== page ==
Poor administrative practices and the lack of education, tools, and controls combine to leave the average system vulnerable to attack. Research promises to alleviate the inadequate supply of tools and applicable controls. These controls, however, tend to be add-on controls. There is a need for the delivery of secure systems, rather than the ability to build one from parts. The average administrator has little inclination to perform these modifications, and no idea how to perform them.
The joint NIST/NSA Federal Criteria project holds the most promise to drive the creation of reasonably secure systems. By building upon the various criteria projects that precede it (the TCSEC, the ITSEC, and the Canadian criteria), this project intends to address security requirements for commercial systems in a meaningful way. The initial version, which will focus on criteria for operating systems, will include extensions/enhancements in integrity, communications, and other areas. Future versions will address criteria for distributed systems.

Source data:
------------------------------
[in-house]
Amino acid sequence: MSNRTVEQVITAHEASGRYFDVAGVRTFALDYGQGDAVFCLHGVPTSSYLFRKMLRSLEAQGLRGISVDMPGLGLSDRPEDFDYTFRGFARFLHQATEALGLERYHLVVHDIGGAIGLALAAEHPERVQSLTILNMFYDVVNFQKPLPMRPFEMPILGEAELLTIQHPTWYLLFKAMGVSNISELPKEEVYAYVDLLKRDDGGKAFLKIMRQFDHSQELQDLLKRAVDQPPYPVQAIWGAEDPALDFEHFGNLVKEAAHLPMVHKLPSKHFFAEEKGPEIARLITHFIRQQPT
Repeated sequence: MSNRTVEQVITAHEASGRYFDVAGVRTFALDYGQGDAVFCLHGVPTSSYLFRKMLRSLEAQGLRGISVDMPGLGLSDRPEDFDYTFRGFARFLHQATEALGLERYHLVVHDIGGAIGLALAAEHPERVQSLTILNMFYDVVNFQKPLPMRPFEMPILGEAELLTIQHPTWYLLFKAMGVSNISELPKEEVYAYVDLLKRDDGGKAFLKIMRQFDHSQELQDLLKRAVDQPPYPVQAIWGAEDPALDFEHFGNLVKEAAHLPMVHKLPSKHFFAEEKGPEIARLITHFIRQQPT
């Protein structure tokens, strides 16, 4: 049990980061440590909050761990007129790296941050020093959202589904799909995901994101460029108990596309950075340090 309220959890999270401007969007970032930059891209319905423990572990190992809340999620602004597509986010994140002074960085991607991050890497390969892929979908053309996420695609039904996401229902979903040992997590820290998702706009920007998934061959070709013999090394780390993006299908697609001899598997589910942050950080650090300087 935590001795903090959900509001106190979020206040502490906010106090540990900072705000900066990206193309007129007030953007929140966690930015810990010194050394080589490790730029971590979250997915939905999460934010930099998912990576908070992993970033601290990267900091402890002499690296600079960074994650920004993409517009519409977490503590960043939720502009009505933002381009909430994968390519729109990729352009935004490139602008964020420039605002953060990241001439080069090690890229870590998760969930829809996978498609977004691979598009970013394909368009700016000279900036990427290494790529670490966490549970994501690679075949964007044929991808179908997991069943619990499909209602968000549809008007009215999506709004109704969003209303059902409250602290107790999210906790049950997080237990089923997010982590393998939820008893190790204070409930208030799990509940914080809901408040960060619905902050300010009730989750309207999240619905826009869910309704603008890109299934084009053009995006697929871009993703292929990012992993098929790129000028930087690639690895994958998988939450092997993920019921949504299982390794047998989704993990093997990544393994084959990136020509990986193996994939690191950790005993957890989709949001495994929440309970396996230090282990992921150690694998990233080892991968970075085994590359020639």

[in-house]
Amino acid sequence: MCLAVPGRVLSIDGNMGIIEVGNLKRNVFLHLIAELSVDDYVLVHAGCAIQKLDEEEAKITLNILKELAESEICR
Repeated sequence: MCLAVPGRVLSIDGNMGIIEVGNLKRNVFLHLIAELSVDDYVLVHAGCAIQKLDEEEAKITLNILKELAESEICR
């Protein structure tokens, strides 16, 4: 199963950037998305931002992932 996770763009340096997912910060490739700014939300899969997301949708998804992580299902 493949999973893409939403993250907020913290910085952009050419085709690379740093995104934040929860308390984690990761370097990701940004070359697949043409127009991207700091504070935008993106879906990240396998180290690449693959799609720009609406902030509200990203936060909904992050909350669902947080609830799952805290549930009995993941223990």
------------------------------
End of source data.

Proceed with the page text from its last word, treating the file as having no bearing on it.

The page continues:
Extensive connectivity increases system access for hackers. Until standards become widely used, network security will continue to be handled on a system by system basis. The problem can be expected to increase if and when the Integrated Systems Digital Network (ISDN) is implemented without appropriate security capabilities.
A promising note for the future does exist. Multiple sets of tools do not need to be developed in order to solve each of the potential threats to a system. Many of the controls that will stop one type of attack on a system will be beneficial against many other forms of attack. The challenge is to determine what is the minimum set of controls necessary to protect a system with an acceptable degree of assurance.